Mere days after Sony’s 4K bomb dropped, with the F5 and F55, RED CEO Jim Jannard announced an across-the-board price cut on the “brains” of all its current camera models. this included a Crazy Eddie slash of its “battle-tested” (i.e. used) RED ONE MX, from $25,000 to a mere $4,000. That’s slightly more than a used FS100, though of course will require expensive peripherals to bring it to life. Still 4.5K RAW for $4k sounds pretty unreal. It’s 5K offerings also see substantial drops. The EPIC-M falls almost half from $39,500 to $24,000, while the EPIC-X falls to $19,000 from $34,500. The Scarlet drops a less dramatic sum from its pricetag, to $7,950 from $9,700.
It now remains to be seen how Sony will respond. It was cleverly silent on the pricing for its latest announcements – aware, no doubt, of RED’s impending move following Jannard’s earlier post hinting such a change was imminent. Now it can adjust its final pricing accordingly.
It’s Canon’s move now – its push into digital cinema a bit more precarious following these announcements. Its 8-bit 4K 1D C DSLR is $13,000 and it’s $26,000 C500 is due this month. It’s anyone’s guess when and how it responds, but its DSLR division has shown itself eager to drop prices in the wake of product launches, so a similar move is not unthinkable.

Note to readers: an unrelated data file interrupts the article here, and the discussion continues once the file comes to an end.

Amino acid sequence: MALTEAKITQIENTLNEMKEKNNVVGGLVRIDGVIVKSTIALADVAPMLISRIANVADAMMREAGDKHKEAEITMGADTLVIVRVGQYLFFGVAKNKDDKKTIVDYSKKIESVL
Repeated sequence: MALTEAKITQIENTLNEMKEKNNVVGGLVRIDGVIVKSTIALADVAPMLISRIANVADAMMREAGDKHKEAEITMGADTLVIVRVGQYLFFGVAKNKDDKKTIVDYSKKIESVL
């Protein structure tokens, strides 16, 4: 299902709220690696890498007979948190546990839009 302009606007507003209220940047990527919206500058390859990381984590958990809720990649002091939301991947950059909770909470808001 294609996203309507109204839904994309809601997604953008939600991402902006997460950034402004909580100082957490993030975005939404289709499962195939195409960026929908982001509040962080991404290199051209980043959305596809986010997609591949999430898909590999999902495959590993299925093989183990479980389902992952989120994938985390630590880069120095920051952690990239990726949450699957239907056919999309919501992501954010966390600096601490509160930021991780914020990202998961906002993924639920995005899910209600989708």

As with all things digital, the end user is the ultimate winner. It’s hard to remember that prior to NAB last spring, anything beyond Full-HD seemed exotic. Five digit pricetag cameras like the C300 and F3 were happy offering 720/60p. But now we have three cameras under the magical $10,000 threshold sporting greater than HD resolution and many with high framerates to match their astronomical resolutions. The corollary cost, of course, is the increased processing power and storage needed to handle the massive resulting files. Nevertheless, it seems that the long-awaited high resolution future is indeed now.
Update: we added a poll to get your take on the current landscape!